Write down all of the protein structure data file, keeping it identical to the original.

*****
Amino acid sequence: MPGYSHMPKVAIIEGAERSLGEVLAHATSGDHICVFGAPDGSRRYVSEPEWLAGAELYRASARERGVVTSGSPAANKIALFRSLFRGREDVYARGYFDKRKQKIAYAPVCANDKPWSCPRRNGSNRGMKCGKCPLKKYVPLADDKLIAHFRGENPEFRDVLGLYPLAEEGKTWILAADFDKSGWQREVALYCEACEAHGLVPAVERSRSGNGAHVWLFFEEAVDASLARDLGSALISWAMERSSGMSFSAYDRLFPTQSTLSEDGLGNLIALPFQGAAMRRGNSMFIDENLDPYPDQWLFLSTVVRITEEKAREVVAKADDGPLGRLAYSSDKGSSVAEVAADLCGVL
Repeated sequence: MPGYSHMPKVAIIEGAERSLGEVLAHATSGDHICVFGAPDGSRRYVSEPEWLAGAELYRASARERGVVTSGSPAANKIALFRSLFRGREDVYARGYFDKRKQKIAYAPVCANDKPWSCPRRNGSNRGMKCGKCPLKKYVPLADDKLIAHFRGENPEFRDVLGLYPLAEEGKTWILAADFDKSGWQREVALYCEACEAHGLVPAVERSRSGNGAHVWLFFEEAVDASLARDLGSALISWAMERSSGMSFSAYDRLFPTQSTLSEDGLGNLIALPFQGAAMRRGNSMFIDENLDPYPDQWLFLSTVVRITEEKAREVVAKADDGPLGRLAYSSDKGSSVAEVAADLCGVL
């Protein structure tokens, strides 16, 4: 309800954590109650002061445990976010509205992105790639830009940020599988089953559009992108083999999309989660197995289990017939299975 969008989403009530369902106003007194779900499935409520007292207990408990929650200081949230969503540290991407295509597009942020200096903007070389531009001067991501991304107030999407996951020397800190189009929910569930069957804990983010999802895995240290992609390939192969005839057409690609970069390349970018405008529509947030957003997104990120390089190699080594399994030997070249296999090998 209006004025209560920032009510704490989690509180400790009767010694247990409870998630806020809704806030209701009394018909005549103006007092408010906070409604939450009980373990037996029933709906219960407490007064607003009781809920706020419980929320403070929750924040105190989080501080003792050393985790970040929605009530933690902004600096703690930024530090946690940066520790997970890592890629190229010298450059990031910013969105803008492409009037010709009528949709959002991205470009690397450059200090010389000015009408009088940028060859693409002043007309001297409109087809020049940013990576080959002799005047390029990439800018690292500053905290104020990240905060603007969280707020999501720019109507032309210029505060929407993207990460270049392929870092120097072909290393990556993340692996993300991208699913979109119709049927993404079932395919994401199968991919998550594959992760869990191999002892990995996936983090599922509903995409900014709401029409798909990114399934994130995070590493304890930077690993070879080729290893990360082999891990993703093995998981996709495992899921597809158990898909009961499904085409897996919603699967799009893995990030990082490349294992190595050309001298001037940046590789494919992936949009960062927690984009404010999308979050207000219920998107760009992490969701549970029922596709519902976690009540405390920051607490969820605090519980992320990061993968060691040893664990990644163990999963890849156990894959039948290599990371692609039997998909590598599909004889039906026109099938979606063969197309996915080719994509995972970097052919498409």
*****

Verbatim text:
Amino acid sequence: MPGYSHMPKVAIIEGAERSLGEVLAHATSGDHICVFGAPDGSRRYVSEPEWLAGAELYRASARERGVVTSGSPAANKIALFRSLFRGREDVYARGYFDKRKQKIAYAPVCANDKPWSCPRRNGSNRGMKCGKCPLKKYVPLADDKLIAHFRGENPEFRDVLGLYPLAEEGKTWILAADFDKSGWQREVALYCEACEAHGLVPAVERSRSGNGAHVWLFFEEAVDASLARDLGSALISWAMERSSGMSFSAYDRLFPTQSTLSEDGLGNLIALPFQGAAMRRGNSMFIDENLDPYPDQWLFLSTVVRITEEKAREVVAKADDGPLGRLAYSSDKGSSVAEVAADLCGVL
Repeated sequence: MPGYSHMPKVAIIEGAERSLGEVLAHATSGDHICVFGAPDGSRRYVSEPEWLAGAELYRASARERGVVTSGSPAANKIALFRSLFRGREDVYARGYFDKRKQKIAYAPVCANDKPWSCPRRNGSNRGMKCGKCPLKKYVPLADDKLIAHFRGENPEFRDVLGLYPLAEEGKTWILAADFDKSGWQREVALYCEACEAHGLVPAVERSRSGNGAHVWLFFEEAVDASLARDLGSALISWAMERSSGMSFSAYDRLFPTQSTLSEDGLGNLIALPFQGAAMRRGNSMFIDENLDPYPDQWLFLSTVVRITEEKAREVVAKADDGPLGRLAYSSDKGSSVAEVAADLCGVL
């Protein structure tokens, strides 16, 4: 309800954590109650002061445990976010509205992105790639830009940020599988089953559009992108083999999309989660197995289990017939299975 969008989403009530369902106003007194779900499935409520007292207990408990929650200081949230969503540290991407295509597009942020200096903007070389531009001067991501991304107030999407996951020397800190189009929910569930069957804990983010999802895995240290992609390939192969005839057409690609970069390349970018405008529509947030957003997104990120390089190699080594399994030997070249296999090998 209006004025209560920032009510704490989690509180400790009767010694247990409870998630806020809704806030209701009394018909005549103006007092408010906070409604939450009980373990037996029933709906219960407490007064607003009781809920706020419980929320403070929750924040105190989080501080003792050393985790970040929605009530933690902004600096703690930024530090946690940066520790997970890592890629190229010298450059990031910013969105803008492409009037010709009528949709959002991205470009690397450059200090010389000015009408009088940028060859693409002043007309001297409109087809020049940013990576080959002799005047390029990439800018690292500053905290104020990240905060603007969280707020999501720019109507032309210029505060929407993207990460270049392929870092120097072909290393990556993340692996993300991208699913979109119709049927993404079932395919994401199968991919998550594959992760869990191999002892990995996936983090599922509903995409900014709401029409798909990114399934994130995070590493304890930077690993070879080729290893990360082999891990993703093995998981996709495992899921597809158990898909009961499904085409897996919603699967799009893995990030990082490349294992190595050309001298001037940046590789494919992936949009960062927690984009404010999308979050207000219920998107760009992490969701549970029922596709519902976690009540405390920051607490969820605090519980992320990061993968060691040893664990990644163990999963890849156990894959039948290599990371692609039997998909590598599909004889039906026109099938979606063969197309996915080719994509995972970097052919498409």